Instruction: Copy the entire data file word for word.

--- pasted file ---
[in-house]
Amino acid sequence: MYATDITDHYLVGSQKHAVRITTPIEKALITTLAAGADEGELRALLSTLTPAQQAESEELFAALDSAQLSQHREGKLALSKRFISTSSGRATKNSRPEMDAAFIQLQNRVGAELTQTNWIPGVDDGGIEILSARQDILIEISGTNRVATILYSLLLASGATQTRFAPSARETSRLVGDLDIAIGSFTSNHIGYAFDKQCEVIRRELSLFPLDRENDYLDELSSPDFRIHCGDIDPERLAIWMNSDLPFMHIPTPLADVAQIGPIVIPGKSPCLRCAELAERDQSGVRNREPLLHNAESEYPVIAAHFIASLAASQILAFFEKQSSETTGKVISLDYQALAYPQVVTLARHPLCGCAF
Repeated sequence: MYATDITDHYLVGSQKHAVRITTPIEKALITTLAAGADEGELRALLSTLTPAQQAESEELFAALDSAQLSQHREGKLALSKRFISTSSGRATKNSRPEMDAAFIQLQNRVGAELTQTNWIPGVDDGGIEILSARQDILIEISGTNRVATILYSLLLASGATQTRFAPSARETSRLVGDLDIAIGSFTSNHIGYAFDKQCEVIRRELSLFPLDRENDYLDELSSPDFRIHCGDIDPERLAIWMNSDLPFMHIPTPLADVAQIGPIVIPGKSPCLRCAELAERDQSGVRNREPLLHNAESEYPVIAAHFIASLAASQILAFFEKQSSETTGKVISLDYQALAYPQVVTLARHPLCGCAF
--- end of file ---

[in-house]
Amino acid sequence: MYATDITDHYLVGSQKHAVRITTPIEKALITTLAAGADEGELRALLSTLTPAQQAESEELFAALDSAQLSQHREGKLALSKRFISTSSGRATKNSRPEMDAAFIQLQNRVGAELTQTNWIPGVDDGGIEILSARQDILIEISGTNRVATILYSLLLASGATQTRFAPSARETSRLVGDLDIAIGSFTSNHIGYAFDKQCEVIRRELSLFPLDRENDYLDELSSPDFRIHCGDIDPERLAIWMNSDLPFMHIPTPLADVAQIGPIVIPGKSPCLRCAELAERDQSGVRNREPLLHNAESEYPVIAAHFIASLAASQILAFFEKQSSETTGKVISLDYQALAYPQVVTLARHPLCGCAF
Repeated sequence: MYATDITDHYLVGSQKHAVRITTPIEKALITTLAAGADEGELRALLSTLTPAQQAESEELFAALDSAQLSQHREGKLALSKRFISTSSGRATKNSRPEMDAAFIQLQNRVGAELTQTNWIPGVDDGGIEILSARQDILIEISGTNRVATILYSLLLASGATQTRFAPSARETSRLVGDLDIAIGSFTSNHIGYAFDKQCEVIRRELSLFPLDRENDYLDELSSPDFRIHCGDIDPERLAIWMNSDLPFMHIPTPLADVAQIGPIVIPGKSPCLRCAELAERDQSGVRNREPLLHNAESEYPVIAAHFIASLAASQILAFFEKQSSETTGKVISLDYQALAYPQVVTLARHPLCGCAF